iOS stealing opportunities for others

opportunity by aussiegall

Why the Mac App Store is such a priority for Apple
[Via RoughlyDrafted Magazine]

Apple not only announced plans to open a Mac version of its App Store, but slated an aggressive target to begin selling titles within three months. Here’s why it’s so important to the company.


IOS on Macintosh, Day 2
[Via Scripting News]

There’s been a trickle of other blogs picking up on the idea.


Why would Apple want to do this? To create as large a market as possible for IOS apps.

Why do they care about that? Well, they make a lot of money selling those apps. That’s a pretty good reason all on its own.

But even more important, for Apple, any developer energy that’s applied to an Apple platform is energy that isn’t applied to a Google, Microsoft, Oracle, Blackberry, Nokia platform.

I probably left someone out. Oh yea. The web. :-)


Daniel – the first post – and Dave – the second post – both hit on the importance of the App store on the Mac. Daniel provides a nice history of why Apple wants to have software that does not break its heart. He demonstrates how the App store for the Mac will highlight Apple’s strategy of controlling its own future by having a big say in the software for its hardware.

Dave then expands on this strategy, discussing how the App store is especially important for the new mobile laptops like the Macbook Air.

First, as Dave pointed out in an earlier post, the goal of Apple is not so much to put iOS on the desktop – although that will happen – but to have it on notebooks like the Air. The Air then becomes an iPad with a keyboard that can create much of its own content.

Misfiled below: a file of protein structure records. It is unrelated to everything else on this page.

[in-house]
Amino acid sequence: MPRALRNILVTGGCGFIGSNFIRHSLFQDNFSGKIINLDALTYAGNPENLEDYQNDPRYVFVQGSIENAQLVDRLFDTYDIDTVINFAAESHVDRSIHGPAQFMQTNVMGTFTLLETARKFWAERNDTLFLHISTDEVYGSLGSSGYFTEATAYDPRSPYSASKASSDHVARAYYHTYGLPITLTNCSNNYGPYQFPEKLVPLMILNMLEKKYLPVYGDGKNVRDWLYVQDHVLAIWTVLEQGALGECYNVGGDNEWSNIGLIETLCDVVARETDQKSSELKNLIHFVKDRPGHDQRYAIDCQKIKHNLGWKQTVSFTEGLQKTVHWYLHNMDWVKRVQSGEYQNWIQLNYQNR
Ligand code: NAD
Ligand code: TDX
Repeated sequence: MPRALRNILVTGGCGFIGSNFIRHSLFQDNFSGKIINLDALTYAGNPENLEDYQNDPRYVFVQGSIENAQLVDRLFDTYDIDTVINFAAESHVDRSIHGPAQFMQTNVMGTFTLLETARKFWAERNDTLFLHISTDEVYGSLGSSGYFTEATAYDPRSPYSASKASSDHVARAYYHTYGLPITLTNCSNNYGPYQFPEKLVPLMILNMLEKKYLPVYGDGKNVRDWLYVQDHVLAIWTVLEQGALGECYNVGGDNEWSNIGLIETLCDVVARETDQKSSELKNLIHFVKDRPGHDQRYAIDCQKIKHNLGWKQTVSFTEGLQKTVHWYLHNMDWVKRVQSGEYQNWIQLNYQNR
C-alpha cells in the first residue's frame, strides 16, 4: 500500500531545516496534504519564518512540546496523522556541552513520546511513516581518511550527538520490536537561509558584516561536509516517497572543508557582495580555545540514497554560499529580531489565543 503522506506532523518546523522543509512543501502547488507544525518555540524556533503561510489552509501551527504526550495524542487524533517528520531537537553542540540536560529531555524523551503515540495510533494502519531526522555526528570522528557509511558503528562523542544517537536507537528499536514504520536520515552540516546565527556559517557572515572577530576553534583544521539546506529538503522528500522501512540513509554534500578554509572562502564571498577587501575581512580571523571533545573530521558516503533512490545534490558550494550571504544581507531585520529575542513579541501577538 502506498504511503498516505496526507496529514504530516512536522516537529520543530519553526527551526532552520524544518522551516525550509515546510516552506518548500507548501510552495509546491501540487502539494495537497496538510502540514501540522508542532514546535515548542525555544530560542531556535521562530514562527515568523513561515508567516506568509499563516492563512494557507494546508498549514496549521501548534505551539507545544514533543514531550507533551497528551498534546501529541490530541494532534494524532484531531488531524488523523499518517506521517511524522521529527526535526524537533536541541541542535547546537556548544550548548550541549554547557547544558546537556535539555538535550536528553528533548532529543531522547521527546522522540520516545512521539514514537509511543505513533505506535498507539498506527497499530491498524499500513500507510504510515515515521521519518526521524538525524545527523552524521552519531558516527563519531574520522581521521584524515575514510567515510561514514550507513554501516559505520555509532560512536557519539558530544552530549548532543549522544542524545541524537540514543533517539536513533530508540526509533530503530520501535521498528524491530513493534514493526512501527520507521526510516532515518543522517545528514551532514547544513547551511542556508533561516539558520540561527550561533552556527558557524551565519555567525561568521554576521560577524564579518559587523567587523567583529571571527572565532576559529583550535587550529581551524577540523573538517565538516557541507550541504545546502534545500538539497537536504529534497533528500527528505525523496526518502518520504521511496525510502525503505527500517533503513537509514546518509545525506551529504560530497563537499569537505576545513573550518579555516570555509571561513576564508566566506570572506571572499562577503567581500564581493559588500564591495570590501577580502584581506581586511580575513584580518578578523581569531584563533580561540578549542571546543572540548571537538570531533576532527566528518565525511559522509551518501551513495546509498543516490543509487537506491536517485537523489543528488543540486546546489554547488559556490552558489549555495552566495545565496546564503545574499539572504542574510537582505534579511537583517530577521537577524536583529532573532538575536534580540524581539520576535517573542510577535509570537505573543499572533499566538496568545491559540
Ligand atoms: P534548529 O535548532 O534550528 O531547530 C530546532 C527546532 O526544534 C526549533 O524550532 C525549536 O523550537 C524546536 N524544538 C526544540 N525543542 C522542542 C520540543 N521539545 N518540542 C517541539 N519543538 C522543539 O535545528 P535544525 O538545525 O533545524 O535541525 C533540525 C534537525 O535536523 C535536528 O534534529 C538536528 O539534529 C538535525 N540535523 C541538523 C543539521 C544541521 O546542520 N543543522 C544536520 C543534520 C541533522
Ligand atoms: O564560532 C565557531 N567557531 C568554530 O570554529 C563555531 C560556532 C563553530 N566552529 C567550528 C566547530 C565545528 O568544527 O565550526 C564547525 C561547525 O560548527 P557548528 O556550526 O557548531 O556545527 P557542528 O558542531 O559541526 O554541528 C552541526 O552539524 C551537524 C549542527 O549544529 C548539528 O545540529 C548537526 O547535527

It highlights the laptop as just another type of mobile device. And where are the competitors for this new device? Netbooks might but they are hampered by a desktop OS and are in no shape to have the sort of App ecosystem Mac laptops will be able to access.

Now we have a fully integrated set of mobile devices, from the ultraportable iPod Touch and iPhone, to the moderately portable but wonderfully interactive iPad to the stupendously creative Macbook Air. The Stores all act to sell the hardware Apple makes its profits on. And each device has access to a software ecosystem tuned just for it.

And, as Dave again points out, if developers are putting their efforts into creating software that they can easily sell across multiple mobile devices with hardly any reconfiguring, why would they put efforts into other OS that require a separate effort for each device?

There are only so many development projects a company can focus on. The big guys will focus on the markets with the biggest bang for the buck. That will be the iOS set of mobile devices. Others will be an afterthought.

The OS App stores create opportunity costs for any effort not geared to those stores.

It used to be that Windows is where much of the great new software – ie games – was developed and then we might see some of it over on the Mac. Not anymore.

There might be some smaller developers that start in the free and open waters of other platforms but they will always have an eye on the much bigger and easier market of iOS, where your new app could easily be found on any type of mobile devices people use.

[Listening to: Saffronia’s Mark from the album “Red Velvet Car” by Heart]